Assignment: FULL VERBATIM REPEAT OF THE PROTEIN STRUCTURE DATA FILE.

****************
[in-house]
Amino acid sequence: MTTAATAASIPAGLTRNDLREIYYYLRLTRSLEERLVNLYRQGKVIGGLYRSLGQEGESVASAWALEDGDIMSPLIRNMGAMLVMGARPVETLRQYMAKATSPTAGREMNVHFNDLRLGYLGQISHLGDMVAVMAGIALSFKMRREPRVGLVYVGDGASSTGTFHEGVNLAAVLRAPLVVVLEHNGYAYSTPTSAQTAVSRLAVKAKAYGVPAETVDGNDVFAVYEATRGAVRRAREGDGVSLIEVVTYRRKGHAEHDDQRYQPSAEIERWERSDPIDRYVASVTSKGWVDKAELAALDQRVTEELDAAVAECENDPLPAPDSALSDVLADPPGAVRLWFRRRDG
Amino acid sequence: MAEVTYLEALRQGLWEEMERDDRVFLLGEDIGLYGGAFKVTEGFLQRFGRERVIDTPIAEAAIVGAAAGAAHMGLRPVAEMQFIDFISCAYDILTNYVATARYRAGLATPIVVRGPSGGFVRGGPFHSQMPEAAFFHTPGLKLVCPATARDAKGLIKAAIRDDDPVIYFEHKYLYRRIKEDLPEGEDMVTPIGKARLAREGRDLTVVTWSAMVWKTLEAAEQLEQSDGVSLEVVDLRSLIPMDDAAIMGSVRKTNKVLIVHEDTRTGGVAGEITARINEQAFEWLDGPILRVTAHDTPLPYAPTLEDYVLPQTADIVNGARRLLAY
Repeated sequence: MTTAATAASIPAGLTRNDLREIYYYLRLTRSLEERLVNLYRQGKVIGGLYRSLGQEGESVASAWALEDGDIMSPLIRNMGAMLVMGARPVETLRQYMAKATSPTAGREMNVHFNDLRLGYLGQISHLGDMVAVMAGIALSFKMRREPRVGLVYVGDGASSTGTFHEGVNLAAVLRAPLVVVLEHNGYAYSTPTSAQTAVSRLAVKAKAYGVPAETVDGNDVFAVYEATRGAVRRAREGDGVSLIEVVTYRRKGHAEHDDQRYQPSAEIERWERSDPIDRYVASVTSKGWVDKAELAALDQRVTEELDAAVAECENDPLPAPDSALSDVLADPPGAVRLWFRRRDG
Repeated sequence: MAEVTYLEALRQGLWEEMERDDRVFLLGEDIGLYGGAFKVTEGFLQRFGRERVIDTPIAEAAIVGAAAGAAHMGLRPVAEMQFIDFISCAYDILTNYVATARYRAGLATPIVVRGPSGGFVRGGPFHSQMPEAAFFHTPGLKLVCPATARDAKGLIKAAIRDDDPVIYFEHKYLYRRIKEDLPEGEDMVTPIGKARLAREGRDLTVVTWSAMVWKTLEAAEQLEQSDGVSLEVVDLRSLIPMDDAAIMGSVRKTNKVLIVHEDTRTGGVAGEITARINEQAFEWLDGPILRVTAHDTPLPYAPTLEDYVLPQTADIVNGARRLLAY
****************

[in-house]
Amino acid sequence: MTTAATAASIPAGLTRNDLREIYYYLRLTRSLEERLVNLYRQGKVIGGLYRSLGQEGESVASAWALEDGDIMSPLIRNMGAMLVMGARPVETLRQYMAKATSPTAGREMNVHFNDLRLGYLGQISHLGDMVAVMAGIALSFKMRREPRVGLVYVGDGASSTGTFHEGVNLAAVLRAPLVVVLEHNGYAYSTPTSAQTAVSRLAVKAKAYGVPAETVDGNDVFAVYEATRGAVRRAREGDGVSLIEVVTYRRKGHAEHDDQRYQPSAEIERWERSDPIDRYVASVTSKGWVDKAELAALDQRVTEELDAAVAECENDPLPAPDSALSDVLADPPGAVRLWFRRRDG
Amino acid sequence: MAEVTYLEALRQGLWEEMERDDRVFLLGEDIGLYGGAFKVTEGFLQRFGRERVIDTPIAEAAIVGAAAGAAHMGLRPVAEMQFIDFISCAYDILTNYVATARYRAGLATPIVVRGPSGGFVRGGPFHSQMPEAAFFHTPGLKLVCPATARDAKGLIKAAIRDDDPVIYFEHKYLYRRIKEDLPEGEDMVTPIGKARLAREGRDLTVVTWSAMVWKTLEAAEQLEQSDGVSLEVVDLRSLIPMDDAAIMGSVRKTNKVLIVHEDTRTGGVAGEITARINEQAFEWLDGPILRVTAHDTPLPYAPTLEDYVLPQTADIVNGARRLLAY
Repeated sequence: MTTAATAASIPAGLTRNDLREIYYYLRLTRSLEERLVNLYRQGKVIGGLYRSLGQEGESVASAWALEDGDIMSPLIRNMGAMLVMGARPVETLRQYMAKATSPTAGREMNVHFNDLRLGYLGQISHLGDMVAVMAGIALSFKMRREPRVGLVYVGDGASSTGTFHEGVNLAAVLRAPLVVVLEHNGYAYSTPTSAQTAVSRLAVKAKAYGVPAETVDGNDVFAVYEATRGAVRRAREGDGVSLIEVVTYRRKGHAEHDDQRYQPSAEIERWERSDPIDRYVASVTSKGWVDKAELAALDQRVTEELDAAVAECENDPLPAPDSALSDVLADPPGAVRLWFRRRDG
Repeated sequence: MAEVTYLEALRQGLWEEMERDDRVFLLGEDIGLYGGAFKVTEGFLQRFGRERVIDTPIAEAAIVGAAAGAAHMGLRPVAEMQFIDFISCAYDILTNYVATARYRAGLATPIVVRGPSGGFVRGGPFHSQMPEAAFFHTPGLKLVCPATARDAKGLIKAAIRDDDPVIYFEHKYLYRRIKEDLPEGEDMVTPIGKARLAREGRDLTVVTWSAMVWKTLEAAEQLEQSDGVSLEVVDLRSLIPMDDAAIMGSVRKTNKVLIVHEDTRTGGVAGEITARINEQAFEWLDGPILRVTAHDTPLPYAPTLEDYVLPQTADIVNGARRLLAY